My mother’s diagnosis did more than take her memory away. It took my mother away and forced me to adjust to a different mother. It is not forgetting things or people that troubles, but the complete overhaul that devastates me.
While her world went back into a time I can’t relate to, mine stayed statically the same, yearning for the things that were. I am trying to rationalize and deal with the changes.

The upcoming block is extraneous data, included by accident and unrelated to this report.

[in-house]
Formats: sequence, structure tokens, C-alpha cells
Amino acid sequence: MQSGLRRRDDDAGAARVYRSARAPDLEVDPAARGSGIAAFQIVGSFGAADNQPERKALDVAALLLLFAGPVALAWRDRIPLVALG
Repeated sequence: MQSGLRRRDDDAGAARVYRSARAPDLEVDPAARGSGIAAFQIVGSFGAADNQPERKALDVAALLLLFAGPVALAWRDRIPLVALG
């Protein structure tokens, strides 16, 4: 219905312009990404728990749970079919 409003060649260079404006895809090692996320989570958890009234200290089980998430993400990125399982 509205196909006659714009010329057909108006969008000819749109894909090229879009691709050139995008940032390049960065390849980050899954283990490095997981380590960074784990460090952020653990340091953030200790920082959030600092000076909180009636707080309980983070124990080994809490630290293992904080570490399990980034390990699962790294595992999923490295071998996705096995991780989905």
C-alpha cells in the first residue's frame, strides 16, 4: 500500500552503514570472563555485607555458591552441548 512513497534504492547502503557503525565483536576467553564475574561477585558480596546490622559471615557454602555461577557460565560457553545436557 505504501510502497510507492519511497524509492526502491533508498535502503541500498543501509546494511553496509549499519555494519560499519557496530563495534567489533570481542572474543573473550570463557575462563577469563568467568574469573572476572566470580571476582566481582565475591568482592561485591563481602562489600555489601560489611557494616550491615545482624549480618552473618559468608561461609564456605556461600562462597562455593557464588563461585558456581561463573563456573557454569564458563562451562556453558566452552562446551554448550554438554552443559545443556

If I ever thought raising five children with her help was difficult, caring for her without her help is proving an impossibility. I don’t have her to keep me going, to show things by the hour not in terms of days, months or years. “If you look that far ahead, you will go crazy,” she reminded me one day, more than fifteen years ago, when I questioned my ability to deal with the children for ten more years. “You will go insane and no one wins, not even the children.” She had this incredible way of helping separate the child from the behavior. “Just because she failed that test, doesn’t mean she is a failure.” She always took the children’s side, or so I thought, but her comments always filled with wisdom, all I needed to do was take a second look. All that is lost now and I am left to do it alone for the first time. It’s harder than I could explain and I often find myself asking her a question only to encounter that blank expression that leaves me empty inside. I even went as far as assessing her hearing because I thought she couldn’t hear me. The doctor told me what I already knew. “Her hearing is fine, perhaps she can’t process what you are saying.” I went home and cried because I know it’s hard to do it without her all the while she is right beside me.